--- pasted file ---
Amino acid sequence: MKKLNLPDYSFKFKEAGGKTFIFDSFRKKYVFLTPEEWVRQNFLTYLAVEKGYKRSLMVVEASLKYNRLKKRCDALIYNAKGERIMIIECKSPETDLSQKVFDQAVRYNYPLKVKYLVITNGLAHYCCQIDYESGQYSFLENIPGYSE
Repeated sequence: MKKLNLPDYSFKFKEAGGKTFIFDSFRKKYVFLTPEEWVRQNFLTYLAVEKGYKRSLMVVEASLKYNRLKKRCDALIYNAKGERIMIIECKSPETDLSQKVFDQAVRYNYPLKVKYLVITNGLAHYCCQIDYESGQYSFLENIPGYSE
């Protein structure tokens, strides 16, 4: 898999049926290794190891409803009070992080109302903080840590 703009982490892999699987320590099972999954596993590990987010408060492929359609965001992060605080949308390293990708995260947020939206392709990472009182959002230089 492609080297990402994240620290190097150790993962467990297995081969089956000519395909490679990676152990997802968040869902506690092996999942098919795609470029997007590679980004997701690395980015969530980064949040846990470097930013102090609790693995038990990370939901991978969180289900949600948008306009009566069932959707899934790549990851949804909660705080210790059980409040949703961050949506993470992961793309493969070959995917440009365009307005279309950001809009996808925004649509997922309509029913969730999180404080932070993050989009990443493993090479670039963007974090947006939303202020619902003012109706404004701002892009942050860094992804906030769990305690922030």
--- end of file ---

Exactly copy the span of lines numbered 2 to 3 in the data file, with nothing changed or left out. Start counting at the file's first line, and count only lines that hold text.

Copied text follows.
Repeated sequence: MKKLNLPDYSFKFKEAGGKTFIFDSFRKKYVFLTPEEWVRQNFLTYLAVEKGYKRSLMVVEASLKYNRLKKRCDALIYNAKGERIMIIECKSPETDLSQKVFDQAVRYNYPLKVKYLVITNGLAHYCCQIDYESGQYSFLENIPGYSE
């Protein structure tokens, strides 16, 4: 898999049926290794190891409803009070992080109302903080840590 703009982490892999699987320590099972999954596993590990987010408060492929359609965001992060605080949308390293990708995260947020939206392709990472009182959002230089 492609080297990402994240620290190097150790993962467990297995081969089956000519395909490679990676152990997802968040869902506690092996999942098919795609470029997007590679980004997701690395980015969530980064949040846990470097930013102090609790693995038990990370939901991978969180289900949600948008306009009566069932959707899934790549990851949804909660705080210790059980409040949703961050949506993470992961793309493969070959995917440009365009307005279309950001809009996808925004649509997922309509029913969730999180404080932070993050989009990443493993090479670039963007974090947006939303202020619902003012109706404004701002892009942050860094992804906030769990305690922030």